The Senate voted unanimously 96-0 on Wednesday when the deal was constructed amongst prominent figures including Senate Majority Leader Mitch McConnell, R-Ky., and Minority Leader Chuck Schumer, D-N.Y., with further negotiations from Treasury Secretary Steven Mnuchin. This led some Democrats in the House to be cynical of the Republican-controlled Senate bill.
Speaker Nancy Pelosi, D-Calif., didn’t have any objections, saying her fellow Democrats in the Senate added much balance to the situation, Fox News reported. However, others like the aforementioned AOC and House Majority Leader Steny Hoyer, D-Md., were adamant about seeing a final version of the Senate bill and having a 24-hour notice before voting, creating a delay.
Friday, the House approved the bill, and President Donald Trump signed it hours later.
"No bill is perfect, but we want to make sure that it at least comes part of the way to being sufficient," Pelosi, said. "I do think that when we're considering a bill, appreciate [it] for what is in the bill rather than judge it for what is not in the bill. But we do know that we must do more," NBC News reported.
4. This relief bill is comparable to presidential candidate Andrew Yang's signature universal basic income plan.
Yang’s signature policy was Freedom Dividend, a form of a universal basic income (UBI) that grants every American adult $1,000 per month or $12,000 a year.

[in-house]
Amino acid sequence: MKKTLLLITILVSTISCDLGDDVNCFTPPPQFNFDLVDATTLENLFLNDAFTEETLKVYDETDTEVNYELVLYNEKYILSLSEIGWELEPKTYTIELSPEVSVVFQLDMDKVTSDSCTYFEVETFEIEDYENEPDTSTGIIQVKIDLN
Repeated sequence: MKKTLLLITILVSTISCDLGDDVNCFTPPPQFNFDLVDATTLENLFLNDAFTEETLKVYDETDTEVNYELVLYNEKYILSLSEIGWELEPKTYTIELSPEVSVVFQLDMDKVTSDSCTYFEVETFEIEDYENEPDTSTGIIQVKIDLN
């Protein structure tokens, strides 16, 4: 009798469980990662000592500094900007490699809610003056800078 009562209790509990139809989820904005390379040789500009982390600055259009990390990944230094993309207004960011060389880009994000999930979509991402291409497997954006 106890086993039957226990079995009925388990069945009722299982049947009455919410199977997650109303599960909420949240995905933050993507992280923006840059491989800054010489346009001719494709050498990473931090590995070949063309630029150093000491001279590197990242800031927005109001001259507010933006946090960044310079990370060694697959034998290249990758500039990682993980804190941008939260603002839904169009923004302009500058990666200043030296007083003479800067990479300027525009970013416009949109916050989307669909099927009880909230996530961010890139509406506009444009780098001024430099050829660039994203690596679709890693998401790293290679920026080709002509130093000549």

"I'm pleased to see the White House adopt our vision of putting money directly into the hands of hard-working Americans," Yang said in an earlier statement. "It's unfortunate to see this development take place under the current circumstances, but this is exactly what Universal Basic Income is designed to do – offer a way to ensure that Americans can make ends meet when they need it most."
It’s important to note that Yang’s Freedom Dividend plan, and by expansion his candidacy, was perceived as an ill-advice proposal, as seen in an interview Yang had on The View.
5. This relief bill is being considered a corporate bailout too.
Some Democrats weren’t too pleased to find out that corporations, such as airlines, are included in this relief bill.
Airlines and air cargo carriers are set to receive $29 billion in grants and a matching grant of $29 billion in low-cost loans, Dallas Morning News reported. What's even more troubling is that American Airline could get $12 billion in government aid despite their business expecting to cut domestic flights up to 80% in May.
‘Our community’s reality is this country’s future if we don’t do anything.’ — @AOC shamed leaders in D.C. for failing to tackle coronavirus as the full scope of the pandemic rears its head in NYC pic.twitter.com/IxasNrXP1k— NowThis (@nowthisnews) March 27, 2020
6. The timeline for when people will receive checks is unclear.
People who received a tax refund via direct deposit will most likely be the first ones to receive their checks, which could take between three to four weeks after Trump approves the bill, NPR reported. If you received your refund via mail, the process could take even longer.
"It really depends on what information the IRS has on you," Kyle Pomerleau, a resident fellow at the American Enterprise Institute, said.